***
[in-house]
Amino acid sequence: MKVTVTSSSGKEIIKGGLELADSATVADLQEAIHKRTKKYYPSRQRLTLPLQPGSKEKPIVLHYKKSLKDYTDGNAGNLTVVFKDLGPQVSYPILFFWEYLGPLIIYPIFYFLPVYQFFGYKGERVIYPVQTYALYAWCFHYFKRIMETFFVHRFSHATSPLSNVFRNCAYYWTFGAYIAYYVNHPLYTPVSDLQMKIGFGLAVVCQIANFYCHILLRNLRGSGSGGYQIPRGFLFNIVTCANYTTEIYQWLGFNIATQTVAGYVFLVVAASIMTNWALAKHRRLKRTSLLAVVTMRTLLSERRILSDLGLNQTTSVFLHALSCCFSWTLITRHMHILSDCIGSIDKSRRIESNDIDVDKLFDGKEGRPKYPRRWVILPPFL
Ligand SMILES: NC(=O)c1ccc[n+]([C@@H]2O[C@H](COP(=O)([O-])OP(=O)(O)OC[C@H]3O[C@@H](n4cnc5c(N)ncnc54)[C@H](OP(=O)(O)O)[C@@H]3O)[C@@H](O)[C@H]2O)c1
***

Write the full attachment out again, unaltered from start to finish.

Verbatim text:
[in-house]
Amino acid sequence: MKVTVTSSSGKEIIKGGLELADSATVADLQEAIHKRTKKYYPSRQRLTLPLQPGSKEKPIVLHYKKSLKDYTDGNAGNLTVVFKDLGPQVSYPILFFWEYLGPLIIYPIFYFLPVYQFFGYKGERVIYPVQTYALYAWCFHYFKRIMETFFVHRFSHATSPLSNVFRNCAYYWTFGAYIAYYVNHPLYTPVSDLQMKIGFGLAVVCQIANFYCHILLRNLRGSGSGGYQIPRGFLFNIVTCANYTTEIYQWLGFNIATQTVAGYVFLVVAASIMTNWALAKHRRLKRTSLLAVVTMRTLLSERRILSDLGLNQTTSVFLHALSCCFSWTLITRHMHILSDCIGSIDKSRRIESNDIDVDKLFDGKEGRPKYPRRWVILPPFL
Ligand SMILES: NC(=O)c1ccc[n+]([C@@H]2O[C@H](COP(=O)([O-])OP(=O)(O)OC[C@H]3O[C@@H](n4cnc5c(N)ncnc54)[C@H](OP(=O)(O)O)[C@@H]3O)[C@@H](O)[C@H]2O)c1